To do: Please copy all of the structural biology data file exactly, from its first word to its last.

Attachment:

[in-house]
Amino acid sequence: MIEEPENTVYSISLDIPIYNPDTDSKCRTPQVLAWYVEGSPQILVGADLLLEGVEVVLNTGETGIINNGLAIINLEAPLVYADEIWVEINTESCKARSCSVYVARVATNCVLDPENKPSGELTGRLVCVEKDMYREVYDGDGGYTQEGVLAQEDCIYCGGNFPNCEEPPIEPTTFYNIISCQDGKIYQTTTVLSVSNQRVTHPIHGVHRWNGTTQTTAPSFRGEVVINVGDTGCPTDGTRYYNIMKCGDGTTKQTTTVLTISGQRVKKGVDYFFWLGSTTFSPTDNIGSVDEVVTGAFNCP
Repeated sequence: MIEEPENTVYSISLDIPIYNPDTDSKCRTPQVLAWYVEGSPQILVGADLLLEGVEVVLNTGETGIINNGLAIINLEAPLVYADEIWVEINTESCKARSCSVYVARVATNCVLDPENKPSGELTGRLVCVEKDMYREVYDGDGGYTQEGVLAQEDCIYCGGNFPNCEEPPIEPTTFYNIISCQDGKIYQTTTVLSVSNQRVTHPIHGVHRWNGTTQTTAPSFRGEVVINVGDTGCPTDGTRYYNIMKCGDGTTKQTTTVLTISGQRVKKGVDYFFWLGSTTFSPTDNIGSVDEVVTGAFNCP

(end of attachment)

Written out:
[in-house]
Amino acid sequence: MIEEPENTVYSISLDIPIYNPDTDSKCRTPQVLAWYVEGSPQILVGADLLLEGVEVVLNTGETGIINNGLAIINLEAPLVYADEIWVEINTESCKARSCSVYVARVATNCVLDPENKPSGELTGRLVCVEKDMYREVYDGDGGYTQEGVLAQEDCIYCGGNFPNCEEPPIEPTTFYNIISCQDGKIYQTTTVLSVSNQRVTHPIHGVHRWNGTTQTTAPSFRGEVVINVGDTGCPTDGTRYYNIMKCGDGTTKQTTTVLTISGQRVKKGVDYFFWLGSTTFSPTDNIGSVDEVVTGAFNCP
Repeated sequence: MIEEPENTVYSISLDIPIYNPDTDSKCRTPQVLAWYVEGSPQILVGADLLLEGVEVVLNTGETGIINNGLAIINLEAPLVYADEIWVEINTESCKARSCSVYVARVATNCVLDPENKPSGELTGRLVCVEKDMYREVYDGDGGYTQEGVLAQEDCIYCGGNFPNCEEPPIEPTTFYNIISCQDGKIYQTTTVLSVSNQRVTHPIHGVHRWNGTTQTTAPSFRGEVVINVGDTGCPTDGTRYYNIMKCGDGTTKQTTTVLTISGQRVKKGVDYFFWLGSTTFSPTDNIGSVDEVVTGAFNCP